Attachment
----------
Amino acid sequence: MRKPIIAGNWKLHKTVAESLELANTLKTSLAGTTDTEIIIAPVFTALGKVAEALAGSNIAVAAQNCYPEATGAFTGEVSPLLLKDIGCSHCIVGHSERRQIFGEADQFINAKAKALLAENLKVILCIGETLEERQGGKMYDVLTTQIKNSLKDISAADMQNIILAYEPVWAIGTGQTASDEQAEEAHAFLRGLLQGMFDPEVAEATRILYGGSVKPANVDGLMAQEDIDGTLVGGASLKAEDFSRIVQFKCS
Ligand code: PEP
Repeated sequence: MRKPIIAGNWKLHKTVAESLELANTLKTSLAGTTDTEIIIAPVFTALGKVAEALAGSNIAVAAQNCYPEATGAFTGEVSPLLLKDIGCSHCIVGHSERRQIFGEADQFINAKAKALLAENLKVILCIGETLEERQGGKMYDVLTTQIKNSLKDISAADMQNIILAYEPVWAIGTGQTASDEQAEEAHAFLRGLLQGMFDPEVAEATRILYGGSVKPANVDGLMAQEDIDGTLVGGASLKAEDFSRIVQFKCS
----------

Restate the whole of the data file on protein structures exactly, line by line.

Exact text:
Amino acid sequence: MRKPIIAGNWKLHKTVAESLELANTLKTSLAGTTDTEIIIAPVFTALGKVAEALAGSNIAVAAQNCYPEATGAFTGEVSPLLLKDIGCSHCIVGHSERRQIFGEADQFINAKAKALLAENLKVILCIGETLEERQGGKMYDVLTTQIKNSLKDISAADMQNIILAYEPVWAIGTGQTASDEQAEEAHAFLRGLLQGMFDPEVAEATRILYGGSVKPANVDGLMAQEDIDGTLVGGASLKAEDFSRIVQFKCS
Ligand code: PEP
Repeated sequence: MRKPIIAGNWKLHKTVAESLELANTLKTSLAGTTDTEIIIAPVFTALGKVAEALAGSNIAVAAQNCYPEATGAFTGEVSPLLLKDIGCSHCIVGHSERRQIFGEADQFINAKAKALLAENLKVILCIGETLEERQGGKMYDVLTTQIKNSLKDISAADMQNIILAYEPVWAIGTGQTASDEQAEEAHAFLRGLLQGMFDPEVAEATRILYGGSVKPANVDGLMAQEDIDGTLVGGASLKAEDFSRIVQFKCS